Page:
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Saturday, August 11, 2012

Tony Robbins tells the Red Sox “You CAN win” – and they listen


Fenway Fiction

Secret to their success?

When the Red Sox snapped their three-game losing streak in Cleveland last night, there was one man in the visitor's clubhouse who wasn't surprised in the least: Tony Robbins.

The self-help guru and motivational speaker, who has helped such world-class sports figures as Serena Williams, Greg Norman, and Pat Riley reach their peak performance, was at Progressive Field to help the Red Sox try and do the same.

“He was great; he told us, 'You CAN win, you have all the pieces, you just need to put them together and believe in yourself,'” said Clay Buchholz, Friday's starting pitcher. “When I let up that homer to Cabrera in the first, Tony called me over to the runway and looked right at me with those huge eyes of his. 'You CAN win and you WILL win,' he said, and I couldn't wait to get back out there.”

Buchholz is a believer.

Buchholz wound up pitching a two-hit, complete game victory, after which he enjoyed a beer toast with Robbins in the clubhouse. John Lackey proudly carried both cans over to them, after which he grabbed two more for himself.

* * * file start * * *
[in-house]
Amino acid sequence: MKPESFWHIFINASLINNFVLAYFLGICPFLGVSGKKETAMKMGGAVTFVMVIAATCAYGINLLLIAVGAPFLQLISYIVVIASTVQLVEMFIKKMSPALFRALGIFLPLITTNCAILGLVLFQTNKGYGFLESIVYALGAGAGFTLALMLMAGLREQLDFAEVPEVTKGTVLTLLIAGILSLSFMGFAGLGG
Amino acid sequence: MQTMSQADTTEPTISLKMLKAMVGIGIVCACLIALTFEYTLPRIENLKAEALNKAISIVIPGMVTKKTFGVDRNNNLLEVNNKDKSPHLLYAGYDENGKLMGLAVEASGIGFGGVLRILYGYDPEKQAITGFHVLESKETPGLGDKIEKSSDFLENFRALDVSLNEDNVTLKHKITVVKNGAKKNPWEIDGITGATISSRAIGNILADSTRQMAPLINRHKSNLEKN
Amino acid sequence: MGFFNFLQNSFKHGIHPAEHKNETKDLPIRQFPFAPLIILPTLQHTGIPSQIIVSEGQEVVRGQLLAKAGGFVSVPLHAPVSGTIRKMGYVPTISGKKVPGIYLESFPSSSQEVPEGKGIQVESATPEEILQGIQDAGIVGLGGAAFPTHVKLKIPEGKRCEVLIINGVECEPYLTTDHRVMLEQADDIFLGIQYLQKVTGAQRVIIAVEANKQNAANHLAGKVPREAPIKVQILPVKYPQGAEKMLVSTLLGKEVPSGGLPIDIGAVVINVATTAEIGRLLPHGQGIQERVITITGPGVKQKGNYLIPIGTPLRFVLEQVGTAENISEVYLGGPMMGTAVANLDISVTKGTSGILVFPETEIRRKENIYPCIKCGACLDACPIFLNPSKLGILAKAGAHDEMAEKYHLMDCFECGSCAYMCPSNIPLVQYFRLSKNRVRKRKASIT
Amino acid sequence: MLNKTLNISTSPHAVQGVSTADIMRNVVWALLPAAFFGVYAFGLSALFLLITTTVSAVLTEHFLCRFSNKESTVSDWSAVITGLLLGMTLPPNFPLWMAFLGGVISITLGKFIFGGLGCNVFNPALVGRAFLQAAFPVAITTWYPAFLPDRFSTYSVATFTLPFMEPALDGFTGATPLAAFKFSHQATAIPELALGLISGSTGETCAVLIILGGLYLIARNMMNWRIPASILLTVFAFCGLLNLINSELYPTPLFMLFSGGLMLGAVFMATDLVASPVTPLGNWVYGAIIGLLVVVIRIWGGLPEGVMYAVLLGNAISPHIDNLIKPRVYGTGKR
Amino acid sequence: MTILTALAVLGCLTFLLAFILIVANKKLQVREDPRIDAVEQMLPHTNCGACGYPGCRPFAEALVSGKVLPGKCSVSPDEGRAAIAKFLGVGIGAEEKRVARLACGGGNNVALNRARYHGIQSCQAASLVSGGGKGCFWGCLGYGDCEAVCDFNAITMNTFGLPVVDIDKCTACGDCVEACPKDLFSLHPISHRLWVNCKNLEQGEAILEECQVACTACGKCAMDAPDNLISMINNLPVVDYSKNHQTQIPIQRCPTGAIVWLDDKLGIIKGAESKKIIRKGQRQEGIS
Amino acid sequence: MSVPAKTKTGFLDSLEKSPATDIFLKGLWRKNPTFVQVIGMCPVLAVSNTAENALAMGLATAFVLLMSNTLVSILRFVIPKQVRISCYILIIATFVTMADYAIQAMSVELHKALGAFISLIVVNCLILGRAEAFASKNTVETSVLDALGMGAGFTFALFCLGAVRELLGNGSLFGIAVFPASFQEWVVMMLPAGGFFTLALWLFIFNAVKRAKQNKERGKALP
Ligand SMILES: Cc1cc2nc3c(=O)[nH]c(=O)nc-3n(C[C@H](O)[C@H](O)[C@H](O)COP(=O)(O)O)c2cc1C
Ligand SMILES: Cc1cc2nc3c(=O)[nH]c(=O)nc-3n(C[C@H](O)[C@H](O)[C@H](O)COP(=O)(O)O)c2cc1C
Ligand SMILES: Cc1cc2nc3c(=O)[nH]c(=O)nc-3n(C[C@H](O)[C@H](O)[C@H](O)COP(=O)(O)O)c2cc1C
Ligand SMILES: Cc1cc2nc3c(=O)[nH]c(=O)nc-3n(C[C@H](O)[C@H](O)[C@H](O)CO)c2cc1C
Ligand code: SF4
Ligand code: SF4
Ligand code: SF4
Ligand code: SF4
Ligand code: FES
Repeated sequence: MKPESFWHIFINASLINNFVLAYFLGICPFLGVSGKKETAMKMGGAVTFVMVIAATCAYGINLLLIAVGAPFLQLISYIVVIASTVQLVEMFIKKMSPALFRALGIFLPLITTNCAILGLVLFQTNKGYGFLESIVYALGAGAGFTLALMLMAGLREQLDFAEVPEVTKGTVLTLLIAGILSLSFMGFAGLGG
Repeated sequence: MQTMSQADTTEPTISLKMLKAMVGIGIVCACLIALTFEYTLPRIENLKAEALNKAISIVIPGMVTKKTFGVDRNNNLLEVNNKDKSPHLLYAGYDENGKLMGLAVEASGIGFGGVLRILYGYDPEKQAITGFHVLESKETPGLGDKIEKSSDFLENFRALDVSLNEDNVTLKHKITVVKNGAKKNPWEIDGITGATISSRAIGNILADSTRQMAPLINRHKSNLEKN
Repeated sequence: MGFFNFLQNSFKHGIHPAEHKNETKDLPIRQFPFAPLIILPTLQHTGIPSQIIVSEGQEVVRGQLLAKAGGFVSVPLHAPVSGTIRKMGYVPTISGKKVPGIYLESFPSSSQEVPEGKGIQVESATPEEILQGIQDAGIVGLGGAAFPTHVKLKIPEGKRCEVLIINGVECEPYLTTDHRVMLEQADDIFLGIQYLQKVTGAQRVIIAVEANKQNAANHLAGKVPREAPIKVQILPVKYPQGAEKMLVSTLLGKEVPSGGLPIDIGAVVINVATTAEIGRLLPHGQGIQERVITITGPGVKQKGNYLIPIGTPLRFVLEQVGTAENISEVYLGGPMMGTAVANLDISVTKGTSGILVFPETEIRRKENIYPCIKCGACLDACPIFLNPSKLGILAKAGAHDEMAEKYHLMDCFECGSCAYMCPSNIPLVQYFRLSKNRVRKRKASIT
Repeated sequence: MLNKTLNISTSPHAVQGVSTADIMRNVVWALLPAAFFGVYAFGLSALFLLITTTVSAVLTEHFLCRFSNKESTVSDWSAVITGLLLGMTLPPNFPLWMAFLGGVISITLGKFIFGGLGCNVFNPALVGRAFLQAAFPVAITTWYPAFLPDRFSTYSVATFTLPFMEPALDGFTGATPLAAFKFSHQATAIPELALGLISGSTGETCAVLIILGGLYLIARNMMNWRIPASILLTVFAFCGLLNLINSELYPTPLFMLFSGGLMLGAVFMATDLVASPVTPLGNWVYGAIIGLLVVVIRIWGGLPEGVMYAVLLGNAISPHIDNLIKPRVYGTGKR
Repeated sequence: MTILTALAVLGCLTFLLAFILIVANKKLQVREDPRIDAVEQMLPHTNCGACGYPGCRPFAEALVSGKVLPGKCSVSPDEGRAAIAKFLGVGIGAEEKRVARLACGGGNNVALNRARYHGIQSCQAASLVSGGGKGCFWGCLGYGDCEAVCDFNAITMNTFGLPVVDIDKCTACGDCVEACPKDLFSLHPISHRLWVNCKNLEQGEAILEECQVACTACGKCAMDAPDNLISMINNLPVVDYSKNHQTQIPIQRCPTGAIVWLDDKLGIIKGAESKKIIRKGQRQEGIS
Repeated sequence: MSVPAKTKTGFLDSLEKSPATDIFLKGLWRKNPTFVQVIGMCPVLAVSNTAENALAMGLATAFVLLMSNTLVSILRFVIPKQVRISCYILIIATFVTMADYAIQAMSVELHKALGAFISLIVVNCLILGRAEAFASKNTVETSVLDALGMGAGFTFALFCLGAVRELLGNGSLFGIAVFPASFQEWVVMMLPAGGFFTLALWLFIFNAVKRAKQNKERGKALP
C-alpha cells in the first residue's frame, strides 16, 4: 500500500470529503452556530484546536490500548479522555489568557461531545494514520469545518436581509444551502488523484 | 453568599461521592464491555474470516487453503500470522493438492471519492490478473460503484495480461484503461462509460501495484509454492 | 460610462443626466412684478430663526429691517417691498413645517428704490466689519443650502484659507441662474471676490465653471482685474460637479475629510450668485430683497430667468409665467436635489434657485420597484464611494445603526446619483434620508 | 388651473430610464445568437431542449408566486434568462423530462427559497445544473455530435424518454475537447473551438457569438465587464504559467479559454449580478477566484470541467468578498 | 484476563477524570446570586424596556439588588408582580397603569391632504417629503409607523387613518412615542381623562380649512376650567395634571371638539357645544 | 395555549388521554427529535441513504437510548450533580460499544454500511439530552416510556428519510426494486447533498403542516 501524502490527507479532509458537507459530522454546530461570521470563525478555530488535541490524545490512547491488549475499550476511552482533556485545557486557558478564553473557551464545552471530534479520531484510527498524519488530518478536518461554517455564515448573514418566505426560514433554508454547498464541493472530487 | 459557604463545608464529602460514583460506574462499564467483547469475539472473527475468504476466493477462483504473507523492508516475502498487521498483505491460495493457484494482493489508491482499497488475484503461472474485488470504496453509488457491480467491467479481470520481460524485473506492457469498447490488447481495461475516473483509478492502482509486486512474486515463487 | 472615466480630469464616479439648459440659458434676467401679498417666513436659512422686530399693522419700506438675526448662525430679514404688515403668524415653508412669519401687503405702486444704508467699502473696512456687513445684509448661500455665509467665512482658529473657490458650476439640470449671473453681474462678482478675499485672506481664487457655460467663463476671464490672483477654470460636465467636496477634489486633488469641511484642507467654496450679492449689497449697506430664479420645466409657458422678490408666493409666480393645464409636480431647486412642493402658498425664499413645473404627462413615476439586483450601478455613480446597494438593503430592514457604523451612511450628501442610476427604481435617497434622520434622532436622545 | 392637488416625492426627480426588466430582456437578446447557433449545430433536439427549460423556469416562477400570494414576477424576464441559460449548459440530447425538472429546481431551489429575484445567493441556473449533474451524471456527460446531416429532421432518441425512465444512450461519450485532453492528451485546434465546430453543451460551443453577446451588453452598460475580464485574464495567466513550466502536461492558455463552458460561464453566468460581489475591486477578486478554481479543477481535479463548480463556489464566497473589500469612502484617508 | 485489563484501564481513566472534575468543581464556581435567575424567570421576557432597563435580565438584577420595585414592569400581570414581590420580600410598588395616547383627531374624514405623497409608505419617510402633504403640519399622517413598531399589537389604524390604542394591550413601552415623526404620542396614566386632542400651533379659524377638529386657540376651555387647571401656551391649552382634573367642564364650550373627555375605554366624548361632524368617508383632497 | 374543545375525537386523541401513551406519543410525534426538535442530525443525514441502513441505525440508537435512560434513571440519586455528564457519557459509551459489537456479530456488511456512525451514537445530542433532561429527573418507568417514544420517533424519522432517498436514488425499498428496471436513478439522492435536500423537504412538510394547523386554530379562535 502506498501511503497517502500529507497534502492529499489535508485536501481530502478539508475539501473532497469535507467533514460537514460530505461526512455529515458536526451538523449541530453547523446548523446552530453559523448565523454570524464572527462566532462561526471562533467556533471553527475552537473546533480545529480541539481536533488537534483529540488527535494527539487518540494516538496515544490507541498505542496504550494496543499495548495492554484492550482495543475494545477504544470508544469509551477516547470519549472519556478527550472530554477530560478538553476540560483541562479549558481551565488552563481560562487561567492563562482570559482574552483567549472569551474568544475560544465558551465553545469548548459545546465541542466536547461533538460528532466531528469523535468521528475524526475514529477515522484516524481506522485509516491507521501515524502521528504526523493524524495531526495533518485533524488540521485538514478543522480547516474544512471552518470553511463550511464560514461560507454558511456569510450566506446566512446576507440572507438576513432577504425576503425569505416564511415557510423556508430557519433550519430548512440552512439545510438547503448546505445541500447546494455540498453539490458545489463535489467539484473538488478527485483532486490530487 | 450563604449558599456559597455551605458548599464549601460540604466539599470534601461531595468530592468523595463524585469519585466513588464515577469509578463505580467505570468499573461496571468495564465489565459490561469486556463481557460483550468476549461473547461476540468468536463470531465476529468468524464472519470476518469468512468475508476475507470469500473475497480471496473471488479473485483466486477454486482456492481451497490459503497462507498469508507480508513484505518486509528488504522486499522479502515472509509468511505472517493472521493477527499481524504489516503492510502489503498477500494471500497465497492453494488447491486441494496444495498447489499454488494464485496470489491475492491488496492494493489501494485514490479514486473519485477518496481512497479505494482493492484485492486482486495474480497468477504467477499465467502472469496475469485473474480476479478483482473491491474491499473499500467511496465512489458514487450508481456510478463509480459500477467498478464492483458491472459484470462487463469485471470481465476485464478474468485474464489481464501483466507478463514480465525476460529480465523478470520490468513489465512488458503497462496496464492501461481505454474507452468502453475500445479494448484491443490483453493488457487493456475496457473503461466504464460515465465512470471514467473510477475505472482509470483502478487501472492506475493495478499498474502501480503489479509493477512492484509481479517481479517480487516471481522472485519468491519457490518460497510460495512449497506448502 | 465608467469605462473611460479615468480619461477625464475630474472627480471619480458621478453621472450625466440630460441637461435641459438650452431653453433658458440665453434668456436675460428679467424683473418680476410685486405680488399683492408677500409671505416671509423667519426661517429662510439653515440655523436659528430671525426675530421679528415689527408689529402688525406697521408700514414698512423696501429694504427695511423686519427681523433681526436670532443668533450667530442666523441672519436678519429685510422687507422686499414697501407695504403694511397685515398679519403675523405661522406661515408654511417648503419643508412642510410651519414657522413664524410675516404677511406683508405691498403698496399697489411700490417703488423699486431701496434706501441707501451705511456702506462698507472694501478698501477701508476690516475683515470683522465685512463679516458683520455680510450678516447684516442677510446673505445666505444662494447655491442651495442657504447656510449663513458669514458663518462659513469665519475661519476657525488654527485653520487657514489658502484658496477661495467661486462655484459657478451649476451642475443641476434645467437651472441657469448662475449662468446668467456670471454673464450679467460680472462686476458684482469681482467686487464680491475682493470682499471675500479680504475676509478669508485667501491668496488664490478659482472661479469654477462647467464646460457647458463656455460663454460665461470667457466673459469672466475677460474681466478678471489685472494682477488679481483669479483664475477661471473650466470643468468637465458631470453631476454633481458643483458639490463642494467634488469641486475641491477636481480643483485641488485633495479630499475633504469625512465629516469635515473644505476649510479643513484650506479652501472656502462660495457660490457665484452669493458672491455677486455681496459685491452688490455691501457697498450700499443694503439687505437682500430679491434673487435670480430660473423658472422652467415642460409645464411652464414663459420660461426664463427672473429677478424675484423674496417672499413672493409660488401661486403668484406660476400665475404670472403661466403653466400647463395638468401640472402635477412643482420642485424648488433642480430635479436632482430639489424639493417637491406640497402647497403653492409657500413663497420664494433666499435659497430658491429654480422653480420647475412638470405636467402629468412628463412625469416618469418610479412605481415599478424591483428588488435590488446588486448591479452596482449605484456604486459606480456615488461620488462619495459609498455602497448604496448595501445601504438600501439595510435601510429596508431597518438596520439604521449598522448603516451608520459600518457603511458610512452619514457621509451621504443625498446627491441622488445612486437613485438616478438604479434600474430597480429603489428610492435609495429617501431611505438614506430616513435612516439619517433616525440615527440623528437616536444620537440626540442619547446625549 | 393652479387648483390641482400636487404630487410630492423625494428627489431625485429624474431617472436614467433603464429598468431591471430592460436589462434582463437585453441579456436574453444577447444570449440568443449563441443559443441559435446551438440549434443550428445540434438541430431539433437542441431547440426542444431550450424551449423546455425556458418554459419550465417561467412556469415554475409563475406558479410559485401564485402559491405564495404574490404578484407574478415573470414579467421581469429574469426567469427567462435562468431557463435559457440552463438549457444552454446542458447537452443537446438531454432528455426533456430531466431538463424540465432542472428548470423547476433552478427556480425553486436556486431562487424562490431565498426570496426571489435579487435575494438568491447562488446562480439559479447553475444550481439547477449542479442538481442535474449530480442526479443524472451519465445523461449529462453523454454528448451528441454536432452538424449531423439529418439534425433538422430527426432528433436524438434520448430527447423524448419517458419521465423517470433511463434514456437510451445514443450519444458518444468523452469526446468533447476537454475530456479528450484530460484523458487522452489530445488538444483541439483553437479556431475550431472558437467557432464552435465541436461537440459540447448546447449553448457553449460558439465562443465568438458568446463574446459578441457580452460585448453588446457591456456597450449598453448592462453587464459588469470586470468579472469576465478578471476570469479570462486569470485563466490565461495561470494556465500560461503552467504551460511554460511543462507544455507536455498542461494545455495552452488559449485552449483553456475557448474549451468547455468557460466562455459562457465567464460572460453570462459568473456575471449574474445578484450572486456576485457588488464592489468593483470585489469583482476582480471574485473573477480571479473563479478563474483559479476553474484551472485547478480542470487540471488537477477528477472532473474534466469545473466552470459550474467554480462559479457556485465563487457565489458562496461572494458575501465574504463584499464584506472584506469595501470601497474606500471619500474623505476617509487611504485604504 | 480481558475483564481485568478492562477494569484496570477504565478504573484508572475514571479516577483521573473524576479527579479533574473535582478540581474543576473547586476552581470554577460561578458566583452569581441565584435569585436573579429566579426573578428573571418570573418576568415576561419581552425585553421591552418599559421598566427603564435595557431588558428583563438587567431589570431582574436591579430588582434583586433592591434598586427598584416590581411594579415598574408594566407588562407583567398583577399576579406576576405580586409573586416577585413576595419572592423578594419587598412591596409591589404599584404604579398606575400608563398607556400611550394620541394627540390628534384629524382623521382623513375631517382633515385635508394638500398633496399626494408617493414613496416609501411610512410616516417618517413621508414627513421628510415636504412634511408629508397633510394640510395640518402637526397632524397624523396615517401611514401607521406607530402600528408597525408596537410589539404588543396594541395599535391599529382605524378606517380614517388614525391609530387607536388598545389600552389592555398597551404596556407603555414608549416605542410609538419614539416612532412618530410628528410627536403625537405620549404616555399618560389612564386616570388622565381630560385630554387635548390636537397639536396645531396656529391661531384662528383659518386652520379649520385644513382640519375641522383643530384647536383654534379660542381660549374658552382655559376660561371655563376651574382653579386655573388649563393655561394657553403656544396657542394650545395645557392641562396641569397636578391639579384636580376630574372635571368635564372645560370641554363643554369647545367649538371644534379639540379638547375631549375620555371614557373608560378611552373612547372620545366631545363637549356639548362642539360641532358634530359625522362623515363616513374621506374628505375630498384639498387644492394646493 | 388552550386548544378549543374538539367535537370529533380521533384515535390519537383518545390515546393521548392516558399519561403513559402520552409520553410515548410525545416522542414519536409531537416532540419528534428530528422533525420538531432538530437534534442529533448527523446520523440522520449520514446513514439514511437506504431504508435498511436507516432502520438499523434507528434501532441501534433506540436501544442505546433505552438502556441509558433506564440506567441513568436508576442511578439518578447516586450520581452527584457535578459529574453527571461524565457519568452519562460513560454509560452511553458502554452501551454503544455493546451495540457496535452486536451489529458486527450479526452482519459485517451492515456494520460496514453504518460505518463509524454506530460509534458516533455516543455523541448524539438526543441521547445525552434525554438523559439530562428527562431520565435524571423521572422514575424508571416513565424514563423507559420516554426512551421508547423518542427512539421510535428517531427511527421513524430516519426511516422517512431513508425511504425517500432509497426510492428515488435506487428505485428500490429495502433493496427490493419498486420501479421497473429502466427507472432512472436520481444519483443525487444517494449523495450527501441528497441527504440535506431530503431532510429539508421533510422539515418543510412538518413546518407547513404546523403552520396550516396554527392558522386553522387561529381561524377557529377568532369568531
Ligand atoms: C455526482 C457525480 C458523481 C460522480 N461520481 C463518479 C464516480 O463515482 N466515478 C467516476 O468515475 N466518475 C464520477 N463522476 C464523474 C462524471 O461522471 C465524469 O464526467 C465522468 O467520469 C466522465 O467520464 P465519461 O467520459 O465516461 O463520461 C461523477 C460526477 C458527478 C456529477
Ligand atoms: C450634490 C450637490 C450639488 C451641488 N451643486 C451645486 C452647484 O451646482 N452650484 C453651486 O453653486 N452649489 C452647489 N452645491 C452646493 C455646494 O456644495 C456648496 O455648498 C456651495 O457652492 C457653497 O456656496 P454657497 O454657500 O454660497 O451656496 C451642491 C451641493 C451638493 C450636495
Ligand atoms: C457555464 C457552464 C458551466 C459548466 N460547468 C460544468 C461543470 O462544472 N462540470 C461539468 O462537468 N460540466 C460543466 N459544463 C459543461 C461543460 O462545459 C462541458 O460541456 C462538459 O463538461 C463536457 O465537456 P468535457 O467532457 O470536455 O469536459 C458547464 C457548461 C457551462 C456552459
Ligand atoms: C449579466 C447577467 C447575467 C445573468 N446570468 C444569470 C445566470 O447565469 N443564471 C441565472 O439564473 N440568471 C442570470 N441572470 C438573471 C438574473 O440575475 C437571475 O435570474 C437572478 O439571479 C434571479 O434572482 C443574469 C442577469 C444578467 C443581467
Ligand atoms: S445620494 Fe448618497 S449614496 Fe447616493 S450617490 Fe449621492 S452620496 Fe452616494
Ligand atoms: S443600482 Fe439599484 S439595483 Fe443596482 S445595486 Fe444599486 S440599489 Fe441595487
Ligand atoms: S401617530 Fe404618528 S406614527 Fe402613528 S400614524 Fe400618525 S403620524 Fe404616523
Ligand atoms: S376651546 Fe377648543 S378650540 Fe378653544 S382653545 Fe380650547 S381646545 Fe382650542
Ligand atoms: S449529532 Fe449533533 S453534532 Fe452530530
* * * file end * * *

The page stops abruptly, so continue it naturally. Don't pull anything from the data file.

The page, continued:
Robbins, author of such bestselling books as Awaken the Giant Within and CDs like The Power to Shape Your Destiny was summoned to join the Red Sox on the second day of their crucial 10-game, 11-day roadtrip by team chairman Tom Werner, who credits Robbins for helping him out of a professional slump in Hollywood following his huge success in the 1980s and '90s producing TV series like “The Cosby Show” and “Roseanne.”

“Tony is the real deal,” said Werner. “When I went to him I was at my creative worst, and within two months I was coming up with '3rd Rock From the Sun.' He turned things around for me, and he can do it for this team.”

Werner believes Robbins can get the Red Sox back here.

A big part of Robbins' philosophy is based on gaining clarity about what you want and solving the conflicts between your emotions, desires, and beliefs. “The biggest problem is people want to know how to solve their problems, but what they need to do is create the life that they want – a life of their own design,” Robbins told the team before the game. “You have to start with what you want instead of what you don't want. Start with the end in mind.”

In the case of the Red Sox, the logical end point is the playoffs – but Robbins wants them to focus on getting there a piece at a time. He is taking a special interest in fallen aces Jon Lester and Josh Beckett, the underachieving pitching duo who have won one game between them in two months.

Lester channels his inner Shallow Hal.

“He keeps telling me not to think about the fact I'm 5-10, but to focus on the fact I had nearly a .700 winning percentage coming into this year,” Lester explained. “If he can make Jack Black think a 300-pound girl is Gwyneth Paltrow, he can get me back to where I want to be on the mound.”

Lester's first test with this new philosophy will come Sunday, when he faces Cleveland rookie Corey Kluber in the series finale. There is no word yet on how long Robbins will stay with the team, but it is believed he will fly on with the club to Baltimore and New York.

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